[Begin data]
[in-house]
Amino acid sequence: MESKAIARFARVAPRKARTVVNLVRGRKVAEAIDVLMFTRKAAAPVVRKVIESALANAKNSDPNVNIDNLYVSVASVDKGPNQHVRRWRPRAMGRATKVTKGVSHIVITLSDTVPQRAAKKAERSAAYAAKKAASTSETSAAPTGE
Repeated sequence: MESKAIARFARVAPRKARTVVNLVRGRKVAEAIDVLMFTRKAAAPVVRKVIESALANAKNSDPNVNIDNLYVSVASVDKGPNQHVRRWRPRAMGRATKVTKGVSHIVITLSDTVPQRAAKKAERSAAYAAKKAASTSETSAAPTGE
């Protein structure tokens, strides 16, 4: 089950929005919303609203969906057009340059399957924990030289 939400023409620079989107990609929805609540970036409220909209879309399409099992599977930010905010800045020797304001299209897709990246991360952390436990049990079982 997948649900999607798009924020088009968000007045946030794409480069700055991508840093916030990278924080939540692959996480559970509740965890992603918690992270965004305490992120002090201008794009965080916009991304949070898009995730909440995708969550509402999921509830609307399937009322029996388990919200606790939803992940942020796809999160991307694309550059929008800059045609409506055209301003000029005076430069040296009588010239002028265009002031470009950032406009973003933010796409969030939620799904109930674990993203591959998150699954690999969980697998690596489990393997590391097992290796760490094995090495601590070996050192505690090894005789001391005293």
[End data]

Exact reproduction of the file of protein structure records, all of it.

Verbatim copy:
[in-house]
Amino acid sequence: MESKAIARFARVAPRKARTVVNLVRGRKVAEAIDVLMFTRKAAAPVVRKVIESALANAKNSDPNVNIDNLYVSVASVDKGPNQHVRRWRPRAMGRATKVTKGVSHIVITLSDTVPQRAAKKAERSAAYAAKKAASTSETSAAPTGE
Repeated sequence: MESKAIARFARVAPRKARTVVNLVRGRKVAEAIDVLMFTRKAAAPVVRKVIESALANAKNSDPNVNIDNLYVSVASVDKGPNQHVRRWRPRAMGRATKVTKGVSHIVITLSDTVPQRAAKKAERSAAYAAKKAASTSETSAAPTGE
């Protein structure tokens, strides 16, 4: 089950929005919303609203969906057009340059399957924990030289 939400023409620079989107990609929805609540970036409220909209879309399409099992599977930010905010800045020797304001299209897709990246991360952390436990049990079982 997948649900999607798009924020088009968000007045946030794409480069700055991508840093916030990278924080939540692959996480559970509740965890992603918690992270965004305490992120002090201008794009965080916009991304949070898009995730909440995708969550509402999921509830609307399937009322029996388990919200606790939803992940942020796809999160991307694309550059929008800059045609409506055209301003000029005076430069040296009588010239002028265009002031470009950032406009973003933010796409969030939620799904109930674990993203591959998150699954690999969980697998690596489990393997590391097992290796760490094995090495601590070996050192505690090894005789001391005293």